Enoch would view Farage’s UKIP with utter contempt

In an exclusive article, Alan Sked, founder of UKIP claims that if Enoch Powell were still alive today, he would view Farage’s UKIP with utter contempt

Going places: Farage in the fast lane
Alan Sked
On 15 December 2014 07:41

The Daily Telegraph had a lot to say about UKIP’s courtship of Enoch Powell in the mid-1990s when I was party leader. We did indeed court him and I was very happy when he agreed to speak on my behalf in the 1993 Newbury by-election. The meeting was packed and there was an overspill audience outside.

Enoch was kind enough to say that my speech had been better than his, although I knew this to be untrue and was simply an indication of his good manners and encouragement. He had been very worried that his voice would not hold out and had said very little to me in the car down from London and nothing at all to our chauffeur, Nigel Farage.

He did converse more easily at a restaurant just outside Newbury to an elderly female supporter who had met us there and when I worried about arriving late he gave me the advice: “You must always arrive about ten minutes late on a full bladder. That way, there will be an atmosphere of anticipation and you won’t speak for too long.”

He later declined to speak on behalf of Farage although he did endorse a few candidates in future by-elections. He was prepared to do this because I had got to know him personally through a mutual acquaintance and had been invited to his home for dinner on a couple of occasions.

Our academic backgrounds clicked and we sometimes sparred good-naturedly over nineteenth century diplomatic history. I also saw him from time to time at Bruges Group functions. For example when it arranged a dinner for Margaret Thatcher, he and Pamela Powell were invited.

He also read the constitution for Europe which I wrote for the Bruges Group in anticipation of the Maastricht negotiations and called it the ‘best attempt ever made to square the circle’ between London and Brussels. He was as mesmerising as a conversationalist as he was as a platform speaker.

We never ever discussed immigration. That was not a topic the party took any interest in or notice of under my leadership. We published many policy statements—indeed, I wrote most of them—but never one on immigration. In the mid-1990s in any case it simply was not a subject of public debate. I did not hold Enoch to be a racist by the way.

Nothing he ever said to me was racist (I can’t say the same of Farage) and all our mutual friends explained that he had actually come to the immigration debate rather late (the same was true of Europe) and really only because of the special circumstances of his Wolverhampton constituency.

A famous Channel Four debate had certainly exonerated him of the charge having examined all the evidence and it was well known that he had previously learned many Indian languages as his ambition had once been to become Viceroy of India.

On Europe he and I both agreed that UKIP candidates in European elections (which he himself advocated boycotting altogether) should neither take up their seats or accept salaries or expenses from Brussels. This is made clear in the correspondence with him published in the Telegraph. Even Farage’s letter to Powell takes this line.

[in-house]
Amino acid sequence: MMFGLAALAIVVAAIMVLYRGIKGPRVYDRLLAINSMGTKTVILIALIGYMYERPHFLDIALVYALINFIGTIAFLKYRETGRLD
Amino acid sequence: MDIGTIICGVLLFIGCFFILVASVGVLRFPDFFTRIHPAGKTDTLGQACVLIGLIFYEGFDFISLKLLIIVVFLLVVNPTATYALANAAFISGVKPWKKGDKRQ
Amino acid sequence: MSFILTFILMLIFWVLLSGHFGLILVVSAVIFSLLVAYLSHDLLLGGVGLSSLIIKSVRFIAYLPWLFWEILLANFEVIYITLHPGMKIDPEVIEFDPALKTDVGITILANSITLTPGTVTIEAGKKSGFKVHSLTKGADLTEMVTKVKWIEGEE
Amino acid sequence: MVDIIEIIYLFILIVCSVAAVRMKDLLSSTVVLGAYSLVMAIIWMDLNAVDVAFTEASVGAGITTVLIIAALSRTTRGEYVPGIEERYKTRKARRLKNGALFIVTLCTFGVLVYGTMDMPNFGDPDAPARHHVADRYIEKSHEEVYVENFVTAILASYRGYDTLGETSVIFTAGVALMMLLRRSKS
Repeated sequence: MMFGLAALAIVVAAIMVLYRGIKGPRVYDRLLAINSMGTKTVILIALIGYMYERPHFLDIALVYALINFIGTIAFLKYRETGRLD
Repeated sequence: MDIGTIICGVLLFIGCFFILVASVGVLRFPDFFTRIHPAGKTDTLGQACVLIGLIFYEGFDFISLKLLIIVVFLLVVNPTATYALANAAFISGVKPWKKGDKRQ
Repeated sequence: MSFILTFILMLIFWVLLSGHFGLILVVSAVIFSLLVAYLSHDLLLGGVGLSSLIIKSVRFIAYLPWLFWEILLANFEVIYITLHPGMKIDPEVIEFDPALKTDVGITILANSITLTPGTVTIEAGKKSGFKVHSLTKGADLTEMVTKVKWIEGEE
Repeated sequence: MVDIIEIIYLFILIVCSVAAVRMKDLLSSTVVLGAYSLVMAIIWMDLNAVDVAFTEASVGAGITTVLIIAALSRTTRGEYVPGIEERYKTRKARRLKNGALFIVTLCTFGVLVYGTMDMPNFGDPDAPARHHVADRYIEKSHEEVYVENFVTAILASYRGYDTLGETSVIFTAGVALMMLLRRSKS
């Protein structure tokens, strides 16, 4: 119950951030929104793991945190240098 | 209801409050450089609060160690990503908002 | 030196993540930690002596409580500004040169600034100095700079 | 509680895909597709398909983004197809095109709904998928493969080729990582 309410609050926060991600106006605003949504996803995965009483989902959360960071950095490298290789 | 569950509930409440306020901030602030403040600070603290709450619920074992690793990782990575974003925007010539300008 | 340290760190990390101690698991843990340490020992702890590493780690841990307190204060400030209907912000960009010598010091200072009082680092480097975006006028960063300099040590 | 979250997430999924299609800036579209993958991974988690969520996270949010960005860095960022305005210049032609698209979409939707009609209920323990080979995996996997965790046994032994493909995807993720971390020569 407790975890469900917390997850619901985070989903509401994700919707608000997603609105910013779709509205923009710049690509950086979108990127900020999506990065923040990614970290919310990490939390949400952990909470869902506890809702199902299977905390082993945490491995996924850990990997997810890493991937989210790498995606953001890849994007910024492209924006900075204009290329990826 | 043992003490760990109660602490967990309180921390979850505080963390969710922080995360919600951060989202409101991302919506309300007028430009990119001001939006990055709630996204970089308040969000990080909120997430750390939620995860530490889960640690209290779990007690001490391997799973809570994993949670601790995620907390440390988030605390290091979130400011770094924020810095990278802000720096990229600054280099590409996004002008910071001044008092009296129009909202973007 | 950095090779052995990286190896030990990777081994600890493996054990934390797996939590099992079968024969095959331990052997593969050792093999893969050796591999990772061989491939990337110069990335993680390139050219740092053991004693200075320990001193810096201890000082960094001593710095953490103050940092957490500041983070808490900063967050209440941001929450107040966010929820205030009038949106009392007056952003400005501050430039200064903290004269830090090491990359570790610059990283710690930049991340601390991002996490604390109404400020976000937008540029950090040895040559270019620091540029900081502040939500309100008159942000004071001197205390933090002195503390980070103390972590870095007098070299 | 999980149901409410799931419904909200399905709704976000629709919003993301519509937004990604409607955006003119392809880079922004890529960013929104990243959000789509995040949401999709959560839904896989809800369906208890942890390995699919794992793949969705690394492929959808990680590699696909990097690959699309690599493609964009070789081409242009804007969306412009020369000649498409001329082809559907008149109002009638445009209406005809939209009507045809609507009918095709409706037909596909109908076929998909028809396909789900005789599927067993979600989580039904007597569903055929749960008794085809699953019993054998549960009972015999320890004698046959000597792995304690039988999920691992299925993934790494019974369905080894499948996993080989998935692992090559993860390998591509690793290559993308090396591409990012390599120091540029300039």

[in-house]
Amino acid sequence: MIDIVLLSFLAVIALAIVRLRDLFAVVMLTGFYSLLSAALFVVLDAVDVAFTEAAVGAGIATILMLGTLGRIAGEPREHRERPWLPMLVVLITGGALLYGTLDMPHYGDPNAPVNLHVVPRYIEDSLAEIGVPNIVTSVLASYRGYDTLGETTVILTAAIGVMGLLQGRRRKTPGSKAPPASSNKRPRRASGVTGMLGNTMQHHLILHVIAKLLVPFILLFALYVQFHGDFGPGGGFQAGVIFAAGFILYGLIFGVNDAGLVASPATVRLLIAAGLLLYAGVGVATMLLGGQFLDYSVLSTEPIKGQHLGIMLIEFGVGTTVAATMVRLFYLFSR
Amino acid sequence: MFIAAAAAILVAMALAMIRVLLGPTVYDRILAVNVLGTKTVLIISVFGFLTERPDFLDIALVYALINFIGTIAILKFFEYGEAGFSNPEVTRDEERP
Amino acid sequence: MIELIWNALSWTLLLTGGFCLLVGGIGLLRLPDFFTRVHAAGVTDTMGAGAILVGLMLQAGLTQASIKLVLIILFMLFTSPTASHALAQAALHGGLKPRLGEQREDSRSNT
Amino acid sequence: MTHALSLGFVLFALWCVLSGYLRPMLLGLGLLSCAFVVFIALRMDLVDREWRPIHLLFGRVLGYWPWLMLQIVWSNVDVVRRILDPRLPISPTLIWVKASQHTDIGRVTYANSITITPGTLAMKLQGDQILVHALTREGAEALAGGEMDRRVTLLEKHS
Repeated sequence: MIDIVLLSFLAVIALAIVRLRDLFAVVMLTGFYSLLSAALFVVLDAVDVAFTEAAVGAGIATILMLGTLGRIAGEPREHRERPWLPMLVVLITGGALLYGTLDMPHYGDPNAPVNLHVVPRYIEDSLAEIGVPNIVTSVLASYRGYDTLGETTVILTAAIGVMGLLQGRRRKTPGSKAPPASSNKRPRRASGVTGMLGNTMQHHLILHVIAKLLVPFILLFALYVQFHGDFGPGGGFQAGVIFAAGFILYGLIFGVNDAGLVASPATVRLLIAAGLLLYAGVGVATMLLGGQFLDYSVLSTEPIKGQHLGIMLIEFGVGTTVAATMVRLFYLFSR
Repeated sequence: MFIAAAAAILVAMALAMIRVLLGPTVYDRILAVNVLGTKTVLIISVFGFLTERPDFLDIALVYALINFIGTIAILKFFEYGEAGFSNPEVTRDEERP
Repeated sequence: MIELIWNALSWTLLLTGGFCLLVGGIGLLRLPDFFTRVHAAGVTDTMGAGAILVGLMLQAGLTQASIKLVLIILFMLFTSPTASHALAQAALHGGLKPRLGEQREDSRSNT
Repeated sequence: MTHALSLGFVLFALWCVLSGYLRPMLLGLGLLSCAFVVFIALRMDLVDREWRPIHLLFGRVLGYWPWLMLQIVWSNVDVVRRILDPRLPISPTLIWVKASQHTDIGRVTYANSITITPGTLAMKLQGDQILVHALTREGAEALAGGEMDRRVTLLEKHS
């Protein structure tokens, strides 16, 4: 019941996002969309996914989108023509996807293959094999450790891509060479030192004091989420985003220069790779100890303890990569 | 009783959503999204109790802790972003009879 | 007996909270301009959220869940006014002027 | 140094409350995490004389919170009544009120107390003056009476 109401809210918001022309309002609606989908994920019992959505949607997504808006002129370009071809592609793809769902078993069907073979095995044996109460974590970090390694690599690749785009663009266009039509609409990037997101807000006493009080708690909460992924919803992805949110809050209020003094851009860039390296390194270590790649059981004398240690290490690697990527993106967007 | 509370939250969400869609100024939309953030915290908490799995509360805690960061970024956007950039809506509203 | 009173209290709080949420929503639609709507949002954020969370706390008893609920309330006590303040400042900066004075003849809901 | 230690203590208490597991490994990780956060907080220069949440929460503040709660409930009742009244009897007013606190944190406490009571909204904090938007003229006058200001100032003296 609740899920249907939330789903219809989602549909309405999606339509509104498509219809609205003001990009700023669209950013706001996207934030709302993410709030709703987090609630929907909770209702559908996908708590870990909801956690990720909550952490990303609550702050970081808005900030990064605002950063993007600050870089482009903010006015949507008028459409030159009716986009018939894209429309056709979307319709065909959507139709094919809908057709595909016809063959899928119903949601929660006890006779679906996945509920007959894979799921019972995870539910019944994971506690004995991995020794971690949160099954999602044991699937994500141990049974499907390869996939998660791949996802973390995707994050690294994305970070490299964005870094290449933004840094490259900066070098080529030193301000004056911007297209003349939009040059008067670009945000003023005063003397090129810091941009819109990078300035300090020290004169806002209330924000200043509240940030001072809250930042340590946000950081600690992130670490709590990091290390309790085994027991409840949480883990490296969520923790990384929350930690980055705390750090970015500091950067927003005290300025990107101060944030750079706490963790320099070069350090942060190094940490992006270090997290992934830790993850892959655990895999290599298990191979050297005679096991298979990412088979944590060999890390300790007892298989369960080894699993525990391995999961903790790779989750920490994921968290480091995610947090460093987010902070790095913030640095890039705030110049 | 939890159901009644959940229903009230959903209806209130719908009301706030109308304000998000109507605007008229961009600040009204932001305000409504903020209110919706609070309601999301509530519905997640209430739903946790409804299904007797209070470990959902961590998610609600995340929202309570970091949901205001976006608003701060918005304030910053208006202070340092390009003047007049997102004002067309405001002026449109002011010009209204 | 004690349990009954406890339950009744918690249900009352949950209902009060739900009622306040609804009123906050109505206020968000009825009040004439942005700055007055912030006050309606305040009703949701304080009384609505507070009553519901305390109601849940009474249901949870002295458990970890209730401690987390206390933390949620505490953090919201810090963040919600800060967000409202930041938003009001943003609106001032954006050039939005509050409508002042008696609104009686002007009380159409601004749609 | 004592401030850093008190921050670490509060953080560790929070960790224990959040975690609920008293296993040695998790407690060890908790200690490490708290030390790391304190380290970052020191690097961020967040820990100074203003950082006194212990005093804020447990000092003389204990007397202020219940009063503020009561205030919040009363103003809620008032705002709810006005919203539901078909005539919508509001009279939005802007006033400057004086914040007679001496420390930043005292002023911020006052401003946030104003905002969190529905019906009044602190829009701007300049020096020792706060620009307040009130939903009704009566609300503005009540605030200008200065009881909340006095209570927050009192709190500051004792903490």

Yet Farage was dissembling. Despite the fact that the original membership forms of UKIP contained a clause committing all members to boycott the European Parliament, soon after I left the party in 1997, and after Enoch died in 1998, this clause was removed so that by 1999 Farage was an MEP and has since boasted of taking over £2 million in expenses.

UKIP MEPs do no constructive work in Brussels and seem only to attend to be able to draw salaries and pensions. Indeed, their group is allied to far-right parties from other countries deliberately to enable them to claim more EP funding. In the meantime, their group has split and split again, voted different ways on the same issue and two of their MEPs have been jailed for fraud (a third is now facing charges).

Their history in the European Parliament has been absolutely bizarre. Their first leader to be elected an MEP, Michael Holmes, in the maiden speech of any UKIP MEP to the European Parliament, actually called for its powers to be extended.

For this he was thrown out of the party at its next annual conference. Meanwhile the film of the session shows Farage sitting beside him and shouting “Well said! Hear! Hear!” in his distinctive minor public school accent.

Subsequently, when issues like fish discards or the language skills of foreign medical doctors - key issues for UKIP meetings - came up for debate in Brussels, UKIP MEPs simply failed to turn up.

Given his views on the European Parliament, I think I can assert with some confidence, that if Enoch Powell were still alive today, he would view Farage’s UKIP with utter contempt.

Alan Sked is Professor of International History at LSE and author of several books on British and European history. His last book was ‘Radetzky: Imperial Victor and Military Genius’. He was a founder member of the Bruges Group and thereafter founded the Anti-Federalist League which changed its name to UKIP in 1993. He resigned from the party which he led till 1997 and thereafter became its leading critic

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